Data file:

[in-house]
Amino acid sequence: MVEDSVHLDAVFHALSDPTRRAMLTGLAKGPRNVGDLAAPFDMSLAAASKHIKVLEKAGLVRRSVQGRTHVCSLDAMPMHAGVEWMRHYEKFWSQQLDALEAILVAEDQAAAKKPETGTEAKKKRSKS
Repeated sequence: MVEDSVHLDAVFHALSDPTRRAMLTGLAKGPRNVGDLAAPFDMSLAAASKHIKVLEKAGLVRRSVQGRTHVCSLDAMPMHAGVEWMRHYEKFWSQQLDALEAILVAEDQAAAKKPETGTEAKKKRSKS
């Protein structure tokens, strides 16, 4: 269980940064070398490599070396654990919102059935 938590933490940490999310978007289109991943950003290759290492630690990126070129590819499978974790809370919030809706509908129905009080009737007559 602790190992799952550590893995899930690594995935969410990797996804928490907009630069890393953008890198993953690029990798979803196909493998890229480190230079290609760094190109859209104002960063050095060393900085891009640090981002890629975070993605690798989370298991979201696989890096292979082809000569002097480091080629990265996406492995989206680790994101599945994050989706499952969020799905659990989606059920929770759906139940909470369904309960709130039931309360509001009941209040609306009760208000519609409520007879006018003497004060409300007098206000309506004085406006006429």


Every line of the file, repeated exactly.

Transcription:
[in-house]
Amino acid sequence: MVEDSVHLDAVFHALSDPTRRAMLTGLAKGPRNVGDLAAPFDMSLAAASKHIKVLEKAGLVRRSVQGRTHVCSLDAMPMHAGVEWMRHYEKFWSQQLDALEAILVAEDQAAAKKPETGTEAKKKRSKS
Repeated sequence: MVEDSVHLDAVFHALSDPTRRAMLTGLAKGPRNVGDLAAPFDMSLAAASKHIKVLEKAGLVRRSVQGRTHVCSLDAMPMHAGVEWMRHYEKFWSQQLDALEAILVAEDQAAAKKPETGTEAKKKRSKS
């Protein structure tokens, strides 16, 4: 269980940064070398490599070396654990919102059935 938590933490940490999310978007289109991943950003290759290492630690990126070129590819499978974790809370919030809706509908129905009080009737007559 602790190992799952550590893995899930690594995935969410990797996804928490907009630069890393953008890198993953690029990798979803196909493998890229480190230079290609760094190109859209104002960063050095060393900085891009640090981002890629975070993605690798989370298991979201696989890096292979082809000569002097480091080629990265996406492995989206680790994101599945994050989706499952969020799905659990989606059920929770759906139940909470369904309960709130039931309360509001009941209040609306009760208000519609409520007879006018003497004060409300007098206000309506004085406006006429």